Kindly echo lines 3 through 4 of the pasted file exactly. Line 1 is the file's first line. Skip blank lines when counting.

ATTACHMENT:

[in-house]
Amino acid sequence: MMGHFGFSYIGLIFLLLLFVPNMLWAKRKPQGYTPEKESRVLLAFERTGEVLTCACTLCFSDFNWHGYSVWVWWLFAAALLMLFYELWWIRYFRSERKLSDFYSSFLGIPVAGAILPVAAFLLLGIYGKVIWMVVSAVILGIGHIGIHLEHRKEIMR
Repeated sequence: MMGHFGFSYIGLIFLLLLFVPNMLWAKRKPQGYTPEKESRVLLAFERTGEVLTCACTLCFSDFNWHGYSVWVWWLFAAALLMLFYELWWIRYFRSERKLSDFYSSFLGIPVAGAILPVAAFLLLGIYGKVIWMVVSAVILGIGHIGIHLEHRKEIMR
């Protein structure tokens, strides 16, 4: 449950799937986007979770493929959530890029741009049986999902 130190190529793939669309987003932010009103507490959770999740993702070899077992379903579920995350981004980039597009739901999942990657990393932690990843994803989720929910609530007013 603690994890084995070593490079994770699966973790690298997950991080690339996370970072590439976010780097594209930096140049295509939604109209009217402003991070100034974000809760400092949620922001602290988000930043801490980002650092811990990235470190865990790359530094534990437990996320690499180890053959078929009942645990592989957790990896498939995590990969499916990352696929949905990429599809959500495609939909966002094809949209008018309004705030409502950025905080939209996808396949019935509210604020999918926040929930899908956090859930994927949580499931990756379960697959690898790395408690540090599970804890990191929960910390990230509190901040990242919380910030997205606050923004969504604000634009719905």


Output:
Repeated sequence: MMGHFGFSYIGLIFLLLLFVPNMLWAKRKPQGYTPEKESRVLLAFERTGEVLTCACTLCFSDFNWHGYSVWVWWLFAAALLMLFYELWWIRYFRSERKLSDFYSSFLGIPVAGAILPVAAFLLLGIYGKVIWMVVSAVILGIGHIGIHLEHRKEIMR
């Protein structure tokens, strides 16, 4: 449950799937986007979770493929959530890029741009049986999902 130190190529793939669309987003932010009103507490959770999740993702070899077992379903579920995350981004980039597009739901999942990657990393932690990843994803989720929910609530007013 603690994890084995070593490079994770699966973790690298997950991080690339996370970072590439976010780097594209930096140049295509939604109209009217402003991070100034974000809760400092949620922001602290988000930043801490980002650092811990990235470190865990790359530094534990437990996320690499180890053959078929009942645990592989957790990896498939995590990969499916990352696929949905990429599809959500495609939909966002094809949209008018309004705030409502950025905080939209996808396949019935509210604020999918926040929930899908956090859930994927949580499931990756379960697959690898790395408690540090599970804890990191929960910390990230509190901040990242919380910030997205606050923004969504604000634009719905």